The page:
Part 2 of my report on the CCMC conference.
On Day 2 of the CCMC conference we heard a very interesting plenary session on the future of healthcare by Dr. Robert Pearl, one of Modern Healthcare’s 50 most influential physician leaders. He stated, “We spend more on healthcare than every other country’s GDP except for China, Japan and Germany, yet we are last in childhood mortality. If you ask about the state of US healthcare to our citizens, we say it is the best in the world. But that is different than the facts.”
Dr. Pearl gave the following example that illustrates context changes perception and shapes behavior: He described a test performed on college students in which they were presented with a labeled $5 bottle of wine and a labeled $50 bottle of wine and asked to sample both. (Spoiler alert- inside each bottle was the same wine.) However, when they were given an MRI as they sampled each bottle, their brains showed positive increases in the waves showing pleasure with drinking the $50 bottle of wine vs. the $5 bottle.
He also believes that evidence-based information and science do not dominate how we perform our jobs as healthcare professionals. He discussed the fascinating example of how we discovered the true cause of peptic ulcers. Pathologist, Dr. Barry Marshall, worked in a hospital setting at which a significant number of gastrectomies for peptic ulcers were performed. As the pathologist performing analysis on the tissue samples from these surgeries, he noted bacteria surrounding the peptic ulcers 95% of the time. Dr. Marshall showed the results of his analysis to the surgeons at the hospital, but no one acted on these findings.
Dr. Marshall then performed an endoscopy on himself to prove he was free of peptic ulcers (as a baseline). He then obtained a Petri dish full of the bacteria he suspected as the true cause of these ulcers and swallowed the bacteria (a collective groan was heard in the audience). Sure enough, he sustained a peptic ulcer, which he verified with a second endoscopy. Dr. Marshall then prescribed himself an antibiotic and re-scoped himself for the third time and proved the ulcer is now gone. He then presented this information and again no one acted on it for an additional 10 years, as the prevailing medical thought concluded peptic ulcers were due to stress, spicy foods and too much acid. He ultimately was awarded a Nobel Prize in 2005 for his work that changed the course of treatment for peptic ulcers.
Dr. Pearl then detailed suggestions to help re-order our healthcare system. He pointed out care at this point in our history should really be more focused on chronic care vs. acute care. Our patients survive longer than they did a generation ago, yet our care is still focused on treating acute conditions. Dr. Pearl suggests we address collaborative care both horizontally and vertically – we need to communicate between specialties immediately. Pay on value, not volume. Embrace modern technology including a functional electronic health record, data analytics, telemedicine, and artificial intelligence where appropriate.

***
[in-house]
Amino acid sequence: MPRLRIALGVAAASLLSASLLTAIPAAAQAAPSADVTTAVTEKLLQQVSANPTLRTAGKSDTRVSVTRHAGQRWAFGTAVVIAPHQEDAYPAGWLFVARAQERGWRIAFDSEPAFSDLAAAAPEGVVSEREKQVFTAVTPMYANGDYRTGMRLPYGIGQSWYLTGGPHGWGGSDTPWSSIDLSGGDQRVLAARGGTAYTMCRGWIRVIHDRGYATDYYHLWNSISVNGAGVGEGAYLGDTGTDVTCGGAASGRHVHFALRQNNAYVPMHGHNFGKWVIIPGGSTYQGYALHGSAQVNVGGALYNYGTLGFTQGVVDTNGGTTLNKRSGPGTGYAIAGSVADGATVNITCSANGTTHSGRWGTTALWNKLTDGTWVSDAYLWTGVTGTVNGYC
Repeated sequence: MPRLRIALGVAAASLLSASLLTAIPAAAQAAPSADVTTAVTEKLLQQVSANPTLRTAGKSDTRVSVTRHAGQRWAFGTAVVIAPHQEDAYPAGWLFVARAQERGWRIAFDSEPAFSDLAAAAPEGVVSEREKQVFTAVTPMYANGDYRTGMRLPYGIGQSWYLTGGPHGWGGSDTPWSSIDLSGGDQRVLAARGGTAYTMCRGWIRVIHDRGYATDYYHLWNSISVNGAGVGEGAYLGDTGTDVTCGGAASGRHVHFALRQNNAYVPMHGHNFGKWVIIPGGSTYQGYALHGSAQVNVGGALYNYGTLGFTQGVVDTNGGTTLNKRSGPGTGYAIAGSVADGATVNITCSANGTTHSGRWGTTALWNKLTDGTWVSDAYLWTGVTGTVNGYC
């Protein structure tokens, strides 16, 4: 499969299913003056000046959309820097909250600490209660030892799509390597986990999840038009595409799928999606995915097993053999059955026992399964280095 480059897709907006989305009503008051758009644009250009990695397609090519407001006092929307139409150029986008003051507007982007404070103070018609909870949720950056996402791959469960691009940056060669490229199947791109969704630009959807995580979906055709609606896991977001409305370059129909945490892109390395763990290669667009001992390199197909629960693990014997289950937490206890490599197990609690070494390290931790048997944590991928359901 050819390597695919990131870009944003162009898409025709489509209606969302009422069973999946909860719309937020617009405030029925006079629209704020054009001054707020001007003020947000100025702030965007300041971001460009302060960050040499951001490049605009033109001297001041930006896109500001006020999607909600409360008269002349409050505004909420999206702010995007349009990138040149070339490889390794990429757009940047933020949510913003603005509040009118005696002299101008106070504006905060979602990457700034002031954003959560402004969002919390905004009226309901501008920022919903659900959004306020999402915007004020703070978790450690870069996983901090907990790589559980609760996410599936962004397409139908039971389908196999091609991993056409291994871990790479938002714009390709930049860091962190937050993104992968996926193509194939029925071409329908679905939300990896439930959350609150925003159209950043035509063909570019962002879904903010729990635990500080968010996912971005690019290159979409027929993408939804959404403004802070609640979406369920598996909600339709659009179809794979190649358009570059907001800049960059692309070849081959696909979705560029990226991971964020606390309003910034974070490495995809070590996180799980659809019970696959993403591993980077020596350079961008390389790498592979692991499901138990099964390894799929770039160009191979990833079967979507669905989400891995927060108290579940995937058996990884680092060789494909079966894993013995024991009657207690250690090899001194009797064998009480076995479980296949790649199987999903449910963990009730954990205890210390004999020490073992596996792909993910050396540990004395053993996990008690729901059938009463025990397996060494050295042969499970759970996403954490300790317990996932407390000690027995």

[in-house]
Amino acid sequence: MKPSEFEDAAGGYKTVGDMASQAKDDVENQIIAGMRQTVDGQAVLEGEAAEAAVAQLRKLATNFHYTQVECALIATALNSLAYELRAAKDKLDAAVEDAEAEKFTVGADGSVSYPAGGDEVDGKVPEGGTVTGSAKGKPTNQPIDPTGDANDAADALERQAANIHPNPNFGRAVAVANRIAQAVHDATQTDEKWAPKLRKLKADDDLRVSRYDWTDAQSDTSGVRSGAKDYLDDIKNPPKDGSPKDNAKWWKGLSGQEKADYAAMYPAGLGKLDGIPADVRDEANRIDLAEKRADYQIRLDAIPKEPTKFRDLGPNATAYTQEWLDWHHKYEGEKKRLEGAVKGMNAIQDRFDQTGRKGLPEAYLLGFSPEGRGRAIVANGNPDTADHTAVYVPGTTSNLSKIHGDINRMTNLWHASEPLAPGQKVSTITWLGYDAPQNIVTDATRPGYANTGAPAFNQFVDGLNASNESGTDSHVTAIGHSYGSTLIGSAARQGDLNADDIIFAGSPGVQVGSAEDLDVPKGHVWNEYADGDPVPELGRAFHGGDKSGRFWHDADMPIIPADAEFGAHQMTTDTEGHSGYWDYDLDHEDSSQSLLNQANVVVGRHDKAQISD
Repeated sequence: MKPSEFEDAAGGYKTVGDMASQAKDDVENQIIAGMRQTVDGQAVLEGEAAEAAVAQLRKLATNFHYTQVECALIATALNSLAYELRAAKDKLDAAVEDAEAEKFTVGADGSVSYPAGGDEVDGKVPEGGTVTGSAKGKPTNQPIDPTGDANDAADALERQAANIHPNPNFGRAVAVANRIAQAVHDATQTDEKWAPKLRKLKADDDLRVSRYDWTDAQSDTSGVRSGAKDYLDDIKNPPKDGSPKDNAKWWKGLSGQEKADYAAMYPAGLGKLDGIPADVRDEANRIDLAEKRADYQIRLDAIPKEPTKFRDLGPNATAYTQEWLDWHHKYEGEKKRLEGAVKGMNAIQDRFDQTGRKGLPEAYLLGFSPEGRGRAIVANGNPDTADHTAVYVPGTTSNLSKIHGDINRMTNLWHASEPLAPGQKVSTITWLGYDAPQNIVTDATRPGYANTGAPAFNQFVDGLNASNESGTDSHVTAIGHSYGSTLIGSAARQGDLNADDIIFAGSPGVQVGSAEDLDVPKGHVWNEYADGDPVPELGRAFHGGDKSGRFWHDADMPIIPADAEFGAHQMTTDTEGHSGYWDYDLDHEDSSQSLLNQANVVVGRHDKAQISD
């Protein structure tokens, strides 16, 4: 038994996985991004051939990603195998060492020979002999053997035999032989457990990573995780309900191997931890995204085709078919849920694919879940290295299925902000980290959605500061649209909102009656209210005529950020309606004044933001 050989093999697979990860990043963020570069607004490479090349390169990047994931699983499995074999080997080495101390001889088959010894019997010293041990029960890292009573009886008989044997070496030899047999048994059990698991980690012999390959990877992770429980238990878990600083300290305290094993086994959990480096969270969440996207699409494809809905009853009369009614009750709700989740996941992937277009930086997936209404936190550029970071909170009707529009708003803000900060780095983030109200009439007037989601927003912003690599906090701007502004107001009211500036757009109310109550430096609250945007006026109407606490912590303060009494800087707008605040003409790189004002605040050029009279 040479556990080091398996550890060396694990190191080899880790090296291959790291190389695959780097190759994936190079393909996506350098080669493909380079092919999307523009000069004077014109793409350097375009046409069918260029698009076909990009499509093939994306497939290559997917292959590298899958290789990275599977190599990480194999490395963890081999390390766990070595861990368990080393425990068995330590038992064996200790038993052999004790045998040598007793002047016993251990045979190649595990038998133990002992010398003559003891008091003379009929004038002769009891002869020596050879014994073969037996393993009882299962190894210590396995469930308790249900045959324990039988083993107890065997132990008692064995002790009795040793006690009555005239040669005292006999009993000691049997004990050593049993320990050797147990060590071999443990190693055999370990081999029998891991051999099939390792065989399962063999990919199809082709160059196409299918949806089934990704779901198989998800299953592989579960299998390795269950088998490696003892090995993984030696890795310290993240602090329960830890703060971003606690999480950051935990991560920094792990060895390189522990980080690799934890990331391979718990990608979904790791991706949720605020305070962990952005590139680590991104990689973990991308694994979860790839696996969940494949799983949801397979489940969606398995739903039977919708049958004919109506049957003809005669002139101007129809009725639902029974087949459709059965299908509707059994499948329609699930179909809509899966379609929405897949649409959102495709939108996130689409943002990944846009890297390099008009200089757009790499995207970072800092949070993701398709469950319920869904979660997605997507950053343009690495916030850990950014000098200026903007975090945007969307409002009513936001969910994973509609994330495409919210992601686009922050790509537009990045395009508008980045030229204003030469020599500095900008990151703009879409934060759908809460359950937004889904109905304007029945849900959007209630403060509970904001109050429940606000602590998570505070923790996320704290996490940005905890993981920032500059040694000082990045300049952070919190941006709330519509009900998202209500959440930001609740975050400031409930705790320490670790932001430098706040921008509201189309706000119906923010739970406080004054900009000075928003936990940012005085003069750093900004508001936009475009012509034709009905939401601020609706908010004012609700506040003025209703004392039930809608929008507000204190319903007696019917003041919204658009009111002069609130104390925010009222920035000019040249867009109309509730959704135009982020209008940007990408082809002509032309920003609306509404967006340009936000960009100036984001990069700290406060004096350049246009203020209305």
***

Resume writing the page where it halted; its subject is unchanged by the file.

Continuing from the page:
Dr. Pearl stated doctors don’t hold the care together, case managers manage the problems. We can be the glue to transition to a different health care system.
Dr. Pearl then discussed the concept of the single payer system currently being discussed by our legislators and asked will it make the change? He said that he thinks the current discussion is looking at the solution backwards. He notes in other countries with single payer system the cost of care is less, which make the insurance cheaper for the government. He states in the US the reason Medicare is cheaper than traditional insurance is that the government sets the payment structure for the care they reimburse. Currently Medicare pays 90% on the dollar of the cost of care. To compensate, private pay insurance pays 120% on the dollar. Medicare for all in his opinion will cause an issue. If we begin paying for all care at 100% of the cost of care on the dollar instead of the current 90%, then costs for care and insurance will naturally go up. At that point we will have no choice but to increase taxes.
In both plenary sessions, (see Part 1 dated 3/2/2019) the physicians who spoke, stressed the role of case management in coordinating, collaborating and advocating for our health care consumers. The days when case managers had to prove their worth and relevance in the health care continuum seem to be at an end.